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Carrum icon Norm Stephens is now immortalised in Station St after the completion of an art piece at Atticus Health.
Synonymous with the Mornington Peninsula is Trigger Brothers - a surfing powerhouse with its roots originally in Haldane St, Bonbeach.
A legacy of horse racing pedigree is tied closely to Carrum and Keast Park, where training continues today on Port Phillip Bay's shoreline.
The opening of a local court house in Chelsea on 4 February 1929 was a triumph for the local Borough of Carrum councillors who had campaigned for a dedicated building for many years.
Victoria's largest marina had a tenacious Robert Jackson at the helm during the development of Patterson Lakes.
Roy Dore and his daughter Marie McIntosh are two Carrum champions. Both were heavily committed to local organisations. Roy’s prolific involvement included captain of the Carrum Fire Brigade and president of the Carrum Surf Saving Club. Marie completed three terms as mayor of the City of Chelsea.
Facebook has become an important vehicle for communication between people. Many of these sites focus on local history and authors share their knowledge and seek greater understanding of events and connections between people. Sometimes the answers are misinformed or contain unsubstantiated judgements.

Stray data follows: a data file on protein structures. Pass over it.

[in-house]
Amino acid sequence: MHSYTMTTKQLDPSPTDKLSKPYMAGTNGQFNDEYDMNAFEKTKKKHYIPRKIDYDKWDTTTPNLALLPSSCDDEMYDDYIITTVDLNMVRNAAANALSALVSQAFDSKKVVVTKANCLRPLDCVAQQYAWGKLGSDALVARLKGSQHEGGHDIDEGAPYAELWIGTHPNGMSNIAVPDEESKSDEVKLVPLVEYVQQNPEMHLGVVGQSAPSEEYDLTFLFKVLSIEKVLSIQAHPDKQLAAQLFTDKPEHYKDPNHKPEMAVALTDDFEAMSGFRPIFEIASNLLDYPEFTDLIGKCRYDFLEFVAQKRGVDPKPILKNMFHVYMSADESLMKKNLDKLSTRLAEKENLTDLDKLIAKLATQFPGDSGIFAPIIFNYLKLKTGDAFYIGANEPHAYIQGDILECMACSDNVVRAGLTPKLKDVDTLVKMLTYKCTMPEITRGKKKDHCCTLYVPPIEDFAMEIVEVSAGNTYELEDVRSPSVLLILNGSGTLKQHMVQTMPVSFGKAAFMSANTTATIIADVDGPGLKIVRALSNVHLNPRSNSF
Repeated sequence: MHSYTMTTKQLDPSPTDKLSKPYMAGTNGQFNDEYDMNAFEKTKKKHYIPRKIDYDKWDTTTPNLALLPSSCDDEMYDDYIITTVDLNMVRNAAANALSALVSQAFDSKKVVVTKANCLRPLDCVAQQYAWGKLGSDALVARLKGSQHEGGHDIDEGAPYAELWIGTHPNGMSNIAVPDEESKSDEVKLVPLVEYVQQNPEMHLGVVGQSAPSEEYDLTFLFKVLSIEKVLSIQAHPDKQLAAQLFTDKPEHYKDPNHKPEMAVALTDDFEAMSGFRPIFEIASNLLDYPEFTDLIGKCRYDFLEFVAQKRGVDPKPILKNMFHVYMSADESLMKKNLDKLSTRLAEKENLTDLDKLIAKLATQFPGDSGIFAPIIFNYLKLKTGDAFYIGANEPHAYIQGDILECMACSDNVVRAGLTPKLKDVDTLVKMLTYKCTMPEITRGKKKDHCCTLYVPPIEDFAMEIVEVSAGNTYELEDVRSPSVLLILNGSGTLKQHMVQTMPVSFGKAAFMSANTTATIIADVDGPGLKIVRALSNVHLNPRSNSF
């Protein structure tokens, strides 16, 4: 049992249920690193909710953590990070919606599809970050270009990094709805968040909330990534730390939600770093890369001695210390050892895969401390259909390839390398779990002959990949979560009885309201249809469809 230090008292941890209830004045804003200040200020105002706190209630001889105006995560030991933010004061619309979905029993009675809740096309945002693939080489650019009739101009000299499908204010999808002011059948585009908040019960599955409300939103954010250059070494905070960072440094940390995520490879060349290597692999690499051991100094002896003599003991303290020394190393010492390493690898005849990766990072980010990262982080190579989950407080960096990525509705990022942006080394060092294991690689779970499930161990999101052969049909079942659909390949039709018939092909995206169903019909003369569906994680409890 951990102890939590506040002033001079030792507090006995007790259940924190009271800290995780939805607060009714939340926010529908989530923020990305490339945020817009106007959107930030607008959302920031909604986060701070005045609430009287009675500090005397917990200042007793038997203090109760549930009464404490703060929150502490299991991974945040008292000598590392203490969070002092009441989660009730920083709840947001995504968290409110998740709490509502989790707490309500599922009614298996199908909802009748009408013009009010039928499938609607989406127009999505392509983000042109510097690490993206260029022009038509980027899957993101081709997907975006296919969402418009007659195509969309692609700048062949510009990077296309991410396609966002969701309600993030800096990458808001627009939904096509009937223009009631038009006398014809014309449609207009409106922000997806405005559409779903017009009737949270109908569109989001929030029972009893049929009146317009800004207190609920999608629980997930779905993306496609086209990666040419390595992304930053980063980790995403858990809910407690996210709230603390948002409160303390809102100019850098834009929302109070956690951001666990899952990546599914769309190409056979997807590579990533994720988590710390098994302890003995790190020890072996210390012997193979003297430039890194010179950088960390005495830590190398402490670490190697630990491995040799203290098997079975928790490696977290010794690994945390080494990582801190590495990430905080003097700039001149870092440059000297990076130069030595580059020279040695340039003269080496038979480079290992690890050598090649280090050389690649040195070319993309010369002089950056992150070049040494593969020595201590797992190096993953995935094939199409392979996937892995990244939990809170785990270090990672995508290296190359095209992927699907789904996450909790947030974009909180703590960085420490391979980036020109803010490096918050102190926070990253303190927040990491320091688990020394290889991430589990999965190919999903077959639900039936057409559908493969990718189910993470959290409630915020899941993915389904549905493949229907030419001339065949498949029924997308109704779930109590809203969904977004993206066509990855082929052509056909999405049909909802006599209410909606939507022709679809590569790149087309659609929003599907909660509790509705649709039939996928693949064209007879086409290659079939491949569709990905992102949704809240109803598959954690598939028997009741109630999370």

James Coffey who was born in Melbourne on 15 June 1842, joined the Victorian Railways at 35 years of age in 1877 and served as a railwayman in several locations in Victoria. Prior to joining the railways, he worked at several mining locations surrounding Ballarat and beyond. His final appointment in the railways was to Mentone where he served for nine years.
In 2019 the last kindergarten session was held at Highett Preschool, and the building was decommissioned. For generations of local families, over the course of 64 years, the preschool at 3 Station Street Highett had provided a place for learning and connecting with others.
Charles and Mary Fiander (Pimm) a newly married couple arrived in Melbourne in 1887. On 1891 they rented a house in Dalgetty Road Beaumaris. Charles was a successful engraver who died at 30 years of age in 1892. A plaque was placed in St Matthew’s Church, Cheltenham in his memory. Mary was a widow at 25 years with five boys under the age of seven. She is buried with Charles in the Cheltenham Pioneer Cemetery.